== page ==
California Senate Bill 1265 would seek to curb abuses of power by homeowner associations. The bill intends to further democratize the process of HOA elections but there are others who say that the bill is misdirected. The bill's detractors point out that the current system of elections in the state's 55,000 homeowners' associations is the strongest in the nation. They claim that the current system is fair.
Buying a home in a private California community often means accepting the governance of a homeowners association. An HOA is established by the developer of the community, and its management is then transferred to its board, which is made up of property owners in the community. The board enforces the covenants, conditions and restrictions (CC&R), which are the rules every homeowner in the community agrees to live by. Homeowners pay monthly HOA fees, which can be less than $100 or well over $1,000, depending on the services the HOA provides for its residents.
In California, those looking to buy a home will find that many homes on the market are subject to a homeowners' association. A HOA can be a benefit under many circumstances, but there are also times when its rules conflict with a homebuyer's desires or circumstances. It is best to research the rules and practices of the association prior to deciding to make the purchase of a residential premises.
The pettiness of some disputes that homeowners have with their homeowners' associations explains why buyers do not always choose to locate in such a community. Basic rights of expression and harmless efforts by California homeowners to be helpful are not always welcomed by the HOA, which often leads to expensive, time-wasting conflicts. This is how one family in another state views an association's efforts to have a Little Free Library box removed from their front yard.
California courts host a continual flow of disputes between homeowners' associations and their tenants or others. Most condo and single-family residential developments utilize the HOA as a method to administer certain management functions that are common to the homes comprising the development. The state has passed a regiment of laws that govern how the association is to be formed and the general scope of its authority.
California is replete with homeowners' associations that govern many high-valued real estate communities throughout the state. A homeowners' association exists to maintain standards in landscaping, recreational facilities and other land restrictions that are mandated in the group's bylaws. Theoretically a protective device for homeowners, they have also become famous for the variety and intensity of disputes and lawsuits that they engender with member homeowners.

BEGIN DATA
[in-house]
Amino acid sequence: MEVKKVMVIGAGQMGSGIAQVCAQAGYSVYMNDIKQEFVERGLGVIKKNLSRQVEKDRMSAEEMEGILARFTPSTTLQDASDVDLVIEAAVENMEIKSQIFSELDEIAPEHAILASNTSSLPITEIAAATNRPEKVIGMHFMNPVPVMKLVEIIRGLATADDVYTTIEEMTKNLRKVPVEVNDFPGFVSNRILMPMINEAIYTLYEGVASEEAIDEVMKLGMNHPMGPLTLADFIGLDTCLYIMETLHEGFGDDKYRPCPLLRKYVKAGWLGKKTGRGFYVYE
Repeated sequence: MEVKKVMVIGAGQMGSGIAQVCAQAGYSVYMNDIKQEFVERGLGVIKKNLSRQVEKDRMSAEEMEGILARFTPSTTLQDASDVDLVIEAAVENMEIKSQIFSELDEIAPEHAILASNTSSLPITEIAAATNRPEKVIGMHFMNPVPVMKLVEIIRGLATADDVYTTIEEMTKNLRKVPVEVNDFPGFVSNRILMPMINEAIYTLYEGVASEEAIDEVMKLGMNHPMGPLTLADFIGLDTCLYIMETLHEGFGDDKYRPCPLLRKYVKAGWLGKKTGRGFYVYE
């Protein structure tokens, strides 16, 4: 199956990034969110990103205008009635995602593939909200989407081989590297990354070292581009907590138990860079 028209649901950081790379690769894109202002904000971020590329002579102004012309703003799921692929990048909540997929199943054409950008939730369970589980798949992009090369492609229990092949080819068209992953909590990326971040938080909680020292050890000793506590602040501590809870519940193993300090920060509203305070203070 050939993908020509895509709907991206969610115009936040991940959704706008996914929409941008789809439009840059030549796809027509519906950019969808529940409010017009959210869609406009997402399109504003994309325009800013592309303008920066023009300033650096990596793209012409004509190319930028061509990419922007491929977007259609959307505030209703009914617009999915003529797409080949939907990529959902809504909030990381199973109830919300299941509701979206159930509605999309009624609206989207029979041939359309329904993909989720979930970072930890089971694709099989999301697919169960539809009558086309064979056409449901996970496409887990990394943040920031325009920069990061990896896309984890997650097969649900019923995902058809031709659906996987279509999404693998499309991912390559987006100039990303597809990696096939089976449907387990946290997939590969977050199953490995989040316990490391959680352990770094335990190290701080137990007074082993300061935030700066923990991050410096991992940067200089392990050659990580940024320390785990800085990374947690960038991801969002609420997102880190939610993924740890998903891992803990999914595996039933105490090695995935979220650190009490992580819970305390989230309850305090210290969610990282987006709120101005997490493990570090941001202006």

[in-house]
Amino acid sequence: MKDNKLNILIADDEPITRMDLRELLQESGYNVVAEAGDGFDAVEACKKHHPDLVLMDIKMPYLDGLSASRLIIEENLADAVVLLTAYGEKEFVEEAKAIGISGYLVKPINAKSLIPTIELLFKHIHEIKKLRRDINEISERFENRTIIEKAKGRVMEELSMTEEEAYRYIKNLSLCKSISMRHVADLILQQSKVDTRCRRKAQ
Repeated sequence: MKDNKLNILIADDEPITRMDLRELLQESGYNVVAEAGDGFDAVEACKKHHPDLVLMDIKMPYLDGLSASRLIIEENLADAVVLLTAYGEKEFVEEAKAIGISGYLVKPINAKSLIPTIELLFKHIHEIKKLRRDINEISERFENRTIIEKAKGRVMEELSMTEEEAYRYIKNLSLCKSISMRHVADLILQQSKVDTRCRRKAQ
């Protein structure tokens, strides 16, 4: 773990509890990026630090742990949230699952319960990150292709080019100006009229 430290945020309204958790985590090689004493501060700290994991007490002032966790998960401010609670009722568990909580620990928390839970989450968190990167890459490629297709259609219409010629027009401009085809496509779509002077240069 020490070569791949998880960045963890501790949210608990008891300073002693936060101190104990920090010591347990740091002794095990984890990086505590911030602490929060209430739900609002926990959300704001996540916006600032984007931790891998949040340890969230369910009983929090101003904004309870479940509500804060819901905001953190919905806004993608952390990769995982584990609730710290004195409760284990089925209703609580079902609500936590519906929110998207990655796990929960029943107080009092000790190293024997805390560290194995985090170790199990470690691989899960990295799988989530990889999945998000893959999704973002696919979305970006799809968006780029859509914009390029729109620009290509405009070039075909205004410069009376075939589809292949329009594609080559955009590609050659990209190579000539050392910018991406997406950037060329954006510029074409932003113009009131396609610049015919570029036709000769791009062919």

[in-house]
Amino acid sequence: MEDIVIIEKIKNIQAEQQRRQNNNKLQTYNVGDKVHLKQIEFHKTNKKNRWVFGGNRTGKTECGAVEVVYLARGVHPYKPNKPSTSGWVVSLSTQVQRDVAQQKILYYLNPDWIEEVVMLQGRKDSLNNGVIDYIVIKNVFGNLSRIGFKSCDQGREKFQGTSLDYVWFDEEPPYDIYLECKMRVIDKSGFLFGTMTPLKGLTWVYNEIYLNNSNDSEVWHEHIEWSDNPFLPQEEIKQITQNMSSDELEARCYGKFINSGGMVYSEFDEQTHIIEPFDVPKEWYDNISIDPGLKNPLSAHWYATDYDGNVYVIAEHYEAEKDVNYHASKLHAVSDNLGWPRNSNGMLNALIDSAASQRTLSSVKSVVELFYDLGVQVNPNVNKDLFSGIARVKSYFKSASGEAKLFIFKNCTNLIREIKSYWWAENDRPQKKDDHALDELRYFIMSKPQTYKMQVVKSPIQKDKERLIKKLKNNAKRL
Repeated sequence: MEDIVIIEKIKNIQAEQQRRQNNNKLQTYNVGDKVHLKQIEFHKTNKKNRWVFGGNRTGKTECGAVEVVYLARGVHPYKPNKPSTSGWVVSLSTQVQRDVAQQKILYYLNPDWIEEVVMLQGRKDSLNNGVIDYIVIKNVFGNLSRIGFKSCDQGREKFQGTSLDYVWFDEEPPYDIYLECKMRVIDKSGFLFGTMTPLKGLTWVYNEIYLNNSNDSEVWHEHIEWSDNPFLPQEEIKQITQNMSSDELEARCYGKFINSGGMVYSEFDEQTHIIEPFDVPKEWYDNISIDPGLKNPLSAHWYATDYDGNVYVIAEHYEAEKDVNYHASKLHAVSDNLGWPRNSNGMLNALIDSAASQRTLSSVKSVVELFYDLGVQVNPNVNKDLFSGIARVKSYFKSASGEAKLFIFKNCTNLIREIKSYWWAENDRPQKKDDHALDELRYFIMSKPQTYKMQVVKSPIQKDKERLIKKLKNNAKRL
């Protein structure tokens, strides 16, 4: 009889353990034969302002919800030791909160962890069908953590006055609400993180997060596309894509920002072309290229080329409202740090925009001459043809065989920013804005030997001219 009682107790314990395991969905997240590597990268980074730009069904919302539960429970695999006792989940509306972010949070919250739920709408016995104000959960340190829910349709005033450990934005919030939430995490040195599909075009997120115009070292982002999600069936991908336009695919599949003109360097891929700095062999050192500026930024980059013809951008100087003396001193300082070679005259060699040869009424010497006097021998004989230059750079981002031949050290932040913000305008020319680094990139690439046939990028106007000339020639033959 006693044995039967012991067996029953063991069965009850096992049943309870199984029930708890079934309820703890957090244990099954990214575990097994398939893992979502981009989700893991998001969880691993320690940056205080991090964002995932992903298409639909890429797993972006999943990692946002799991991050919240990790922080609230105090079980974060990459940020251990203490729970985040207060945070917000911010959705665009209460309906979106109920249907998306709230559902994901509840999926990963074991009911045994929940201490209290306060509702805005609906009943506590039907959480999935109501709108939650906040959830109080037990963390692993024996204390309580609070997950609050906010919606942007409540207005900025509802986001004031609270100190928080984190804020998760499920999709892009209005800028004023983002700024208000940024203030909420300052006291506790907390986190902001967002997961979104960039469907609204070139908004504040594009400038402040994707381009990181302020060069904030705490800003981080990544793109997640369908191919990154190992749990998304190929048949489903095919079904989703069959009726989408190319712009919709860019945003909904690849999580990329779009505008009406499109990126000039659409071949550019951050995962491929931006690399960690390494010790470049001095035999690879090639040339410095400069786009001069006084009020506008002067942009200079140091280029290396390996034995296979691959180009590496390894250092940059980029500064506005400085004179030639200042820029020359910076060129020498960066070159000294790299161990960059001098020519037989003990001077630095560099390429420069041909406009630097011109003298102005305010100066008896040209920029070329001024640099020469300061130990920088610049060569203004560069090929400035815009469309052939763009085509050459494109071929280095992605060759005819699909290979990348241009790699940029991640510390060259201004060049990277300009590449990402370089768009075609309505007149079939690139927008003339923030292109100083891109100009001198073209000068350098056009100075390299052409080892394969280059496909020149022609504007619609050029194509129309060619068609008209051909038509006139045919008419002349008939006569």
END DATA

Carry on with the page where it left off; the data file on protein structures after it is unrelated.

In their free time, many basketball coaches from top NCAA programs in California and around the country tend to problems at home just like other private citizens do from time to time. In the case of one man, who not only happens to be a college basketball coach but also the highest-paid public employee in his state, such problems include settling a homeowners' association dispute that has been ongoing for some time. The battle basically pitted the coach and his wife on one side and several other families who share a private road easement with them on the other.
In California, gated communities with posh amenities may require some central management that can manage numerous administrative tasks on behalf of the homeowners. A Homeowners' Association, however, is not an organization that is without controversy. It often has to deal with homeowners who do not appreciate the attempts at conformity that usually motivate the HOA. These dynamics exist not just here but in all states where HOAs are found.
Home Owners Associations in California are authorized and regulated by state law. When purchasing a home that has a HOA, it is important for buyers to read and understand the Covenants, Conditions and Restrictions of the residential development. These CC&Rs are drawn up in compliance with state laws regulating such associations and are therefore enforceable.
When looking to purchase residential real estate in California, it is good to first find out if there is a homeowners' association involved in the neighborhood governance. An HOA can be a valuable security blanket for many buyers, but for others there may be potential problems that should be investigated prior to buying. Such organizations generally enforce restrictive deed covenants that homeowners should know about in advance so that they know what to expect.